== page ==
The BFG enjoyed its world premiere at the glitzy Cannes Film Festival last weekend – and the first reviews are in. Is Steven Spielberg's latest another family classic to match the likes of E.T. and Jurassic Park? And does he do justice to Roald Dahl's classic novel?
If any one aspect of the movie has gathered praise, it's Mark Rylance's performance as the BFG himself, reviewers praising his warmth and expressiveness through layers of CGI motion capture effects.
"What a tremendous performance from Mark Rylance," raves Peter Bradshaw in The Guardian. "A lesser actor would have gone in for brow-knitting grumpiness, sub-Shrek rage, coy shyness and giggling. But Rylance plays the BFG like a real human character, like an abused child grown to an alienated old age, taking refuge in a world of his own, but more than capable of love. There is a marvellous delicacy to the way he picks up Sophie’s tiny glasses with his enormous pudgy fingers."
Jo-Ann Titmarsh in HeyUGuys agrees: "His own sparkly-eyed face is morphed into that of the BFG’s, with the addition of a large hooter and giant ears. He fits so perfectly into this role physically that it is hard to distinguish between Rylance and those Quentin Blake drawings. But it’s his voice which really holds the film together. It evokes the sad sweetness of the BFG, who is a sort of idiot savant, lonely and forlorn before befriending Sophie."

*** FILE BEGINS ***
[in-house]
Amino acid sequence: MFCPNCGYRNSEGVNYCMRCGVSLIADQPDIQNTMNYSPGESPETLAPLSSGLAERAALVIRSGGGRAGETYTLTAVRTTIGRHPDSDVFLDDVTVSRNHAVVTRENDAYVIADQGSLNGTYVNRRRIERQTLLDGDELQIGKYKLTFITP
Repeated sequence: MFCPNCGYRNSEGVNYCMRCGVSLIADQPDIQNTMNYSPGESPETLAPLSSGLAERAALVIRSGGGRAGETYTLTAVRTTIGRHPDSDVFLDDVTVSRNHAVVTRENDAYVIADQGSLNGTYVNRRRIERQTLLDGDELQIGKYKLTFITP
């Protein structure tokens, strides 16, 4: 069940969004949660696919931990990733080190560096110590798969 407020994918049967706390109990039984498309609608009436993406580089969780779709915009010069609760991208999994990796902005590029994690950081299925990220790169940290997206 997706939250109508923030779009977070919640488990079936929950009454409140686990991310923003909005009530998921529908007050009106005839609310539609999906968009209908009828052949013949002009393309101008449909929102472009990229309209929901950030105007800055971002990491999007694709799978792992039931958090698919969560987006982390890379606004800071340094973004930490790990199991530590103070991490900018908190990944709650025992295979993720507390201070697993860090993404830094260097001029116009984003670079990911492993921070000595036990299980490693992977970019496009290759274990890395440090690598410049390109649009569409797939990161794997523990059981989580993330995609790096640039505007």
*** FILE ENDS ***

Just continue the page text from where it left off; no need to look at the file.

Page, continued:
Many critics praise Spielberg and late co-writer Melissa Mathison (who wrote E.T.) for sticking true to the endearing whimsy of Dahl's original story, even if its darker aspects have been toned down somewhat.
"As the film plays, the technology itself just melts away," writes Robbie Collin in The Daily Telegraph. "You’re watching a girl and a giant explore a landscape of astonishments – and while the note-perfect script, written by the late Melissa Mathison... treats Dahl’s words with radiant respect, it also subtly reworks them to make the story cinematic to its soul. With its velvety, butter-icing colours, spiritual sensitivity to geography and landscape, and swirls of romantic mysticism, The BFG feels very much like Spielberg’s Powell and Pressburger film – it’s a picture that could have only been made now, but feels rooted in the past."
Writing for Variety, Peter DeBruge says the movie captures the essence of Dahl's writing as adeptly as the BFG himself captures children's dreams.
"That’s the beauty of Roald Dahl’s The BFG, as brought to life by recent Oscar winner Mark Rylance: You believe," DeBruge enthuses. "No matter how fantastical the tale (and it gets pretty out-there at points), this splendid Steven Spielberg-directed adaptation makes it possible for audiences of all ages to wrap their heads around one of the unlikeliest friendships in cinema history, resulting in the sort of instant family classic 'human beans' once relied upon Disney to deliver."
Even so not everyone is won over by the movie, Todd McCarthy in The Hollywood Reporter arguing that it's perhaps overly simplistic in its tone: "Dahl’s source material seems an almost too-perfect fit for the director in that it centers on a child, in this case Sophie (Ruby Barnhill), whose only solace in her orphanage-bound life is reading. Unlike in E.T., which was also written by the late Mathison, the obviousness of the new film’s concerns are not accompanied by other characters or interests, leaving everything out on the surface. This is a movie devoid of layers and subtext."
Well, that's what the critics have said – and because we're so good to you, it's now time to feast your eyes on the new BFG trailer and judge for yourselves whether this is set to become the next Steven Spielberg classic. Here it is – watch in awe.